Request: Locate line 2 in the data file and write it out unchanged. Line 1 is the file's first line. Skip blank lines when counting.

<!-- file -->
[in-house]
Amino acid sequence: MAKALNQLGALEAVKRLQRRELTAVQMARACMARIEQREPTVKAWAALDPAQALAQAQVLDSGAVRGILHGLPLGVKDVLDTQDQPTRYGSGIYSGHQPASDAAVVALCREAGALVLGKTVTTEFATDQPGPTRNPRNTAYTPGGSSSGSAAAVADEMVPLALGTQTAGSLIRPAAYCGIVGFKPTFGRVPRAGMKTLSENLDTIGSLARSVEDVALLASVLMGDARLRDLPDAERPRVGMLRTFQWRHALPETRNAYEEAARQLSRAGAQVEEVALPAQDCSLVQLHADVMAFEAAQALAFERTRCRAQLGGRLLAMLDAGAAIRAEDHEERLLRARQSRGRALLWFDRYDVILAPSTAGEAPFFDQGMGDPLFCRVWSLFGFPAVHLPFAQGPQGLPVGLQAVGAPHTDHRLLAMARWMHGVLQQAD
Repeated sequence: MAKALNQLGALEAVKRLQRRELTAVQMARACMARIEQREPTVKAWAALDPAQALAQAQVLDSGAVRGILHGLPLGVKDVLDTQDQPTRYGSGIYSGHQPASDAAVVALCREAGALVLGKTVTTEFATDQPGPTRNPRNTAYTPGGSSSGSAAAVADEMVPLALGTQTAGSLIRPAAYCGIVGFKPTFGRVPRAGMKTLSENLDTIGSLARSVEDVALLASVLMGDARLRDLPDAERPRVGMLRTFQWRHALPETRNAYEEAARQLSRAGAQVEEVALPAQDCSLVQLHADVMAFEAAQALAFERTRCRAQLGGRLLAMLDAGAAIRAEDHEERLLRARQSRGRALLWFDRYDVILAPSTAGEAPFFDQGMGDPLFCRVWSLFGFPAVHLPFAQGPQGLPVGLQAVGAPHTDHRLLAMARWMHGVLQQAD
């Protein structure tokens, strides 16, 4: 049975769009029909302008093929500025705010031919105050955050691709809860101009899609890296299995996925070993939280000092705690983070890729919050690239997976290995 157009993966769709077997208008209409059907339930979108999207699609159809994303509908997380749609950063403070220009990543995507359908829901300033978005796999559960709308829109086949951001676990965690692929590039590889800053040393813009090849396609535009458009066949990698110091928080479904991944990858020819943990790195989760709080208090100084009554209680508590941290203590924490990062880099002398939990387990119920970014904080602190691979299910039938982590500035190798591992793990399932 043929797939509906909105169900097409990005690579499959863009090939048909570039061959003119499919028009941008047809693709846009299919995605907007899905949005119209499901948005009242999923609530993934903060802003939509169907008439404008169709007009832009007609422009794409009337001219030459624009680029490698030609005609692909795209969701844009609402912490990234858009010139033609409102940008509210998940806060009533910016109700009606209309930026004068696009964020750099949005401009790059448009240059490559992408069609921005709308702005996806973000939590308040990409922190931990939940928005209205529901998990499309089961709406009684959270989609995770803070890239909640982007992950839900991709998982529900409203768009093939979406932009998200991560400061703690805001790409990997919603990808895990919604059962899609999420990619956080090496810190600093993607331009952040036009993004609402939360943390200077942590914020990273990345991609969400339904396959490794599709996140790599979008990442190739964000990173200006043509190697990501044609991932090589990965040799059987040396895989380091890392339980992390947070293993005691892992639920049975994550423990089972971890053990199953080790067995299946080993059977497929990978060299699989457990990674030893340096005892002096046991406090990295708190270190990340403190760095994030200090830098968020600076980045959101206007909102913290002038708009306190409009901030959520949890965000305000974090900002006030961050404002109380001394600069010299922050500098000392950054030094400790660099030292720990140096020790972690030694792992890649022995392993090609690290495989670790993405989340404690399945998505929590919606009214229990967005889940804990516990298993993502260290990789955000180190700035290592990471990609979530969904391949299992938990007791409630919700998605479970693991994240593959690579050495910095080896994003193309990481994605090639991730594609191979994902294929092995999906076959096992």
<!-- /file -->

Amino acid sequence: MAKALNQLGALEAVKRLQRRELTAVQMARACMARIEQREPTVKAWAALDPAQALAQAQVLDSGAVRGILHGLPLGVKDVLDTQDQPTRYGSGIYSGHQPASDAAVVALCREAGALVLGKTVTTEFATDQPGPTRNPRNTAYTPGGSSSGSAAAVADEMVPLALGTQTAGSLIRPAAYCGIVGFKPTFGRVPRAGMKTLSENLDTIGSLARSVEDVALLASVLMGDARLRDLPDAERPRVGMLRTFQWRHALPETRNAYEEAARQLSRAGAQVEEVALPAQDCSLVQLHADVMAFEAAQALAFERTRCRAQLGGRLLAMLDAGAAIRAEDHEERLLRARQSRGRALLWFDRYDVILAPSTAGEAPFFDQGMGDPLFCRVWSLFGFPAVHLPFAQGPQGLPVGLQAVGAPHTDHRLLAMARWMHGVLQQAD